Visiting Amsterdam, The Netherlands, with its distinctive arms and flag: suggested histories, some of them inspiring

Flag of The Netherlands
Flag of The Netherlands | Source
Coat of Arms of Amsterdam
Coat of Arms of Amsterdam | Source
Flag of Amsterdam
Flag of Amsterdam | Source
Queen Wilhemina by Thérèse Schwartze
Queen Wilhemina by Thérèse Schwartze | Source
Flag map of Amsterdam
Flag map of Amsterdam | Source
Map location of Amsterdam municipality
Map location of Amsterdam municipality | Source

Almost everywhere you go in Amsterdam, The Netherlands, you see the city’s coat of arms, with its striking red, black and silver shield. The basic design of the shield, which also appears in very similar way on the city’s flag (in a horizontal, rather than vertical, setting), contains features, the supposed history of which varies considerably among citizens of Amsterdam.

The shield is red, the pale is black and three vertical St Andrew’s crosses are silver. It is claimed that the three crosses represent the motto of the city: ‘Valiant, Steadfast, Compassionate’ (Dutch: Heldhaftig, Vastberaden, Barmhartig): given officially to the city by Queen Wilhelmina after World War Two, during which the resistance of citizens of Amsterdam to the Nazi occupiers’ oppressive, anti-Jewish measures was widely admired. This resistance and its subsequent, Royal tribute, are indeed accurate events, and form a noble chapter to Amsterdam’s history. But as far as the history of the arms are concerned, the three crosses predate the motto, and so cannot be said historically to represent them.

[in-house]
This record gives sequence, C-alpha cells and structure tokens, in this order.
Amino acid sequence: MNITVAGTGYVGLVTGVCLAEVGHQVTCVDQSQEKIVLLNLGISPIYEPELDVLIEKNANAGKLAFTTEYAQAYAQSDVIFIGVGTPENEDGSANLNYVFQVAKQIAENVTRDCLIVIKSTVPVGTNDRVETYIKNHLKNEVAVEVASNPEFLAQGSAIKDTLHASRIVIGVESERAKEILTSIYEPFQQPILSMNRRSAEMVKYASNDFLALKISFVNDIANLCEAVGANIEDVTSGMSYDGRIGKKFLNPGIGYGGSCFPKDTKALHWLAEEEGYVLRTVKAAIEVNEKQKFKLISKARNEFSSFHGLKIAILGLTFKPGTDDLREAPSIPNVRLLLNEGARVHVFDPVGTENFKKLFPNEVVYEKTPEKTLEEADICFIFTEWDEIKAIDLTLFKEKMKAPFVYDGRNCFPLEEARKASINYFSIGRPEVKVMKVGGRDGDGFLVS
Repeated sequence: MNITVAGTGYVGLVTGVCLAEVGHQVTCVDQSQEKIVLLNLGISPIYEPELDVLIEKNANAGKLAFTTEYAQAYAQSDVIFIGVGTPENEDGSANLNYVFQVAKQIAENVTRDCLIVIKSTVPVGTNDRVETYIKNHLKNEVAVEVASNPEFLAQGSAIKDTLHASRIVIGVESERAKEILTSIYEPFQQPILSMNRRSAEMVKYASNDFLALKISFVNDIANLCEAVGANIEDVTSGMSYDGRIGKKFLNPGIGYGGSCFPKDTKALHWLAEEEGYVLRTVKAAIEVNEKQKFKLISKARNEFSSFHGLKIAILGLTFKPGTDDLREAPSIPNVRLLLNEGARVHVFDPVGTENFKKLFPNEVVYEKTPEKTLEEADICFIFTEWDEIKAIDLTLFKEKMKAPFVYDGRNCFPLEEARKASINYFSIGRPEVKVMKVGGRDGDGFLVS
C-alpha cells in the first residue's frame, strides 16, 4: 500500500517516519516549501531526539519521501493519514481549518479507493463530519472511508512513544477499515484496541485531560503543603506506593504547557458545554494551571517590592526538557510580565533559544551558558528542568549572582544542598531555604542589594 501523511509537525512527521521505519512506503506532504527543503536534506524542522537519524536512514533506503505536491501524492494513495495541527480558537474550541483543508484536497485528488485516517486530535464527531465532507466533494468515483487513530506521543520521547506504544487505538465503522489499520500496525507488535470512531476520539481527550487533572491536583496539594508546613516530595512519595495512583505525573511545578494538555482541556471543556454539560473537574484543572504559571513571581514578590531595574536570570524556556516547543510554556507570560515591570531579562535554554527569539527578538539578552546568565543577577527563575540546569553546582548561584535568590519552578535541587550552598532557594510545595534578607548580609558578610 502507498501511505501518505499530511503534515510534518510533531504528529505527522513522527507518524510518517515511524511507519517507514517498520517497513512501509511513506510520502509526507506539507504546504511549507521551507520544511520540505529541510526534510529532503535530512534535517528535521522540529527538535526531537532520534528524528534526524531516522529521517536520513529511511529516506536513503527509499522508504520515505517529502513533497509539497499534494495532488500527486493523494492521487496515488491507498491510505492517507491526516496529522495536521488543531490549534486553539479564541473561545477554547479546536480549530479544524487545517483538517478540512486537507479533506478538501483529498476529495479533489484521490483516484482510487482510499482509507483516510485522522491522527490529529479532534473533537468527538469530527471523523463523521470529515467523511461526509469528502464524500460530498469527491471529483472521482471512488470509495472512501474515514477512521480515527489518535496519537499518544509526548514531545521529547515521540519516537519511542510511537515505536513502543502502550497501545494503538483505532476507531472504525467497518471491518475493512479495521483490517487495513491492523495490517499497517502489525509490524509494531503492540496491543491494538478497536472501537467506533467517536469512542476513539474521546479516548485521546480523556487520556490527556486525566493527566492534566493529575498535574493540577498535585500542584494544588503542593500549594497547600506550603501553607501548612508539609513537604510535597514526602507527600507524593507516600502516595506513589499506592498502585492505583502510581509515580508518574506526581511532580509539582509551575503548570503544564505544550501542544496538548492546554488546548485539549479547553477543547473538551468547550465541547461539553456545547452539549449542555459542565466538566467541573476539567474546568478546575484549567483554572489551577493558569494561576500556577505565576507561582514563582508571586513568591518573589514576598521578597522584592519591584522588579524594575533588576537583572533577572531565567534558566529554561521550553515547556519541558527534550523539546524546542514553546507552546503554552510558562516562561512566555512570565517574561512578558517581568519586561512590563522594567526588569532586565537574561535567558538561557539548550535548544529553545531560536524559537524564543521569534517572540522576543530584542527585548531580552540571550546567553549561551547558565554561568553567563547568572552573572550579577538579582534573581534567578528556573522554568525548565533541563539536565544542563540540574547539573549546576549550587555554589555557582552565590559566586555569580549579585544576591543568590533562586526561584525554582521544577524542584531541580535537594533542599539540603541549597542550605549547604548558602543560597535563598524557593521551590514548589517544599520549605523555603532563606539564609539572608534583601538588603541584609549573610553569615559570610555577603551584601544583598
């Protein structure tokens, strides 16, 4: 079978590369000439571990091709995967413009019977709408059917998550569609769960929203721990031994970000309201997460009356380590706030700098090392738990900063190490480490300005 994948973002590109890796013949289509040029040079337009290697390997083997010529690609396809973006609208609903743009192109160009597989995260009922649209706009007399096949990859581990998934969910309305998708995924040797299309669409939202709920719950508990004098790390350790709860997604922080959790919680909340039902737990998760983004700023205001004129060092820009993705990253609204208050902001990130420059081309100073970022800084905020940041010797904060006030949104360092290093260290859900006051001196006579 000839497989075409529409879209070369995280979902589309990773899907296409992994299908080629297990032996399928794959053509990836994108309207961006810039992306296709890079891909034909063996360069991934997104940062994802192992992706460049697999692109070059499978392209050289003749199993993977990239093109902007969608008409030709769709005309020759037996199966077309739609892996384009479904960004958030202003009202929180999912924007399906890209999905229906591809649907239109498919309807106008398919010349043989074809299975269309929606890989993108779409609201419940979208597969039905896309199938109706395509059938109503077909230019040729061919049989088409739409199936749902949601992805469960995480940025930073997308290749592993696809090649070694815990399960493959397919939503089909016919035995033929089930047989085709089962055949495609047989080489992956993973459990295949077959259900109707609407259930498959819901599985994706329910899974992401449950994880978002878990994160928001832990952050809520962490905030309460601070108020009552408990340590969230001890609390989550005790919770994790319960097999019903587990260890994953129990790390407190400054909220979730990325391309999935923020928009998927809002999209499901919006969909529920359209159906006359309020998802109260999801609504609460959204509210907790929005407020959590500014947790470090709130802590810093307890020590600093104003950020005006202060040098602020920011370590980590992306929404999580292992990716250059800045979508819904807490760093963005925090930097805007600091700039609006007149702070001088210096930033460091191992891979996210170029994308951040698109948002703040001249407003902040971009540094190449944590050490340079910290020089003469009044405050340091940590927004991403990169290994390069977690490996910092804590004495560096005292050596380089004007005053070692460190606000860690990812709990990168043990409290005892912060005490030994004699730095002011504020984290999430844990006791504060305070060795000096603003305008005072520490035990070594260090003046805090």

Then there is another version to the alleged history of the three crosses on Amsterdam’s city arms. In the Middle Ages, fire, floods and the Black Death were said to be the three, principal dangers faced by the city. All very relevant considerations, no doubt, but absent is any historical evidence linking these three undoubtedly important issues to the crosses in the arms of the city.

There is yet another theory about what the three crosses on the city's arms stand for. In the 13th century there was a man called Jan Persijn who was briefly a local ruler; his family also ruled nearby villages with similar crosses on their arms. The cities of Delft and Dordrecht have heraldic pales on their arms similar to the one on the Amsterdam arms and it is known that these pales refer to water. The village which the Persijn family ruled are near the Amstel river, and so it is claimed that this suggests that the pale refers to the Amstel and the black crosses in some way to the worthy Persijns. There may actually be some truth to these suggestions, although as an alternative history to the other versions it is probably not as inspiring!

The arms of Amsterdam are often supported by two lions either side of the shield and an Imperial crown above it (dating from a time in the Middle Ages when the Holy Roman Emperor supported Amsterdam in a cod fishing dispute!)

April 26, 2013

(General sourcing: wikipedia)

Also worth seeing

In Amsterdam itself, the numerous visitor attractions include: the Royal Palace on the Dam and the nearby Nieuwe Kerk, are major landmarks, as are the imposing and ornate Central Railroad Station (Dutch: Station Amsterdam-Centraal), the Rijksmuseum, the Munt tower, and and the Anne Frank House, and many others.

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How to get there: Airlines flying to Amsterdam-Schipol Airport from New York include Delta Airlines and KLM. The Dutch railroad company NS (Nederlandse Spoorwegen) maintains frequent rail services between Amsterdam-Schipol and the Central Railroad Station in Downtown Amsterdam. There is car rental availability at Amsterdam airport. Please check with the airline or your travel agent for up to date information. Some facilities may be withdrawn, without notice.

MJFenn is an independent travel writer based in Ontario, Canada.

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